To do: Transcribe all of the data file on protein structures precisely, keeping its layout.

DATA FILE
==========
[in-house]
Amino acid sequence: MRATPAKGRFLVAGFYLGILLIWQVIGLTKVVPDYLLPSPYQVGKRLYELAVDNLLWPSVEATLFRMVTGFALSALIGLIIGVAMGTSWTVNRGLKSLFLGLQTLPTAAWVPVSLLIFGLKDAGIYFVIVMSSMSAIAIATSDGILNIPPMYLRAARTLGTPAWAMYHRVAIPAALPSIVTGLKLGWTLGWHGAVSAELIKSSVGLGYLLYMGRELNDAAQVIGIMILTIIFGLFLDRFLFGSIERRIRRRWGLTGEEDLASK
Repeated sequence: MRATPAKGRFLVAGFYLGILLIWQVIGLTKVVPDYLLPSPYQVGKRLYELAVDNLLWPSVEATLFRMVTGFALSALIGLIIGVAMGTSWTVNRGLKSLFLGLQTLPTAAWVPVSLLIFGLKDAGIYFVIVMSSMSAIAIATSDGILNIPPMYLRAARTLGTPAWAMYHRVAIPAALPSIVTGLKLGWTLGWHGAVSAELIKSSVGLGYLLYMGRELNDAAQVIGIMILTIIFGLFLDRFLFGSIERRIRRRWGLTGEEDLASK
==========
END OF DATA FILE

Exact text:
[in-house]
Amino acid sequence: MRATPAKGRFLVAGFYLGILLIWQVIGLTKVVPDYLLPSPYQVGKRLYELAVDNLLWPSVEATLFRMVTGFALSALIGLIIGVAMGTSWTVNRGLKSLFLGLQTLPTAAWVPVSLLIFGLKDAGIYFVIVMSSMSAIAIATSDGILNIPPMYLRAARTLGTPAWAMYHRVAIPAALPSIVTGLKLGWTLGWHGAVSAELIKSSVGLGYLLYMGRELNDAAQVIGIMILTIIFGLFLDRFLFGSIERRIRRRWGLTGEEDLASK
Repeated sequence: MRATPAKGRFLVAGFYLGILLIWQVIGLTKVVPDYLLPSPYQVGKRLYELAVDNLLWPSVEATLFRMVTGFALSALIGLIIGVAMGTSWTVNRGLKSLFLGLQTLPTAAWVPVSLLIFGLKDAGIYFVIVMSSMSAIAIATSDGILNIPPMYLRAARTLGTPAWAMYHRVAIPAALPSIVTGLKLGWTLGWHGAVSAELIKSSVGLGYLLYMGRELNDAAQVIGIMILTIIFGLFLDRFLFGSIERRIRRRWGLTGEEDLASK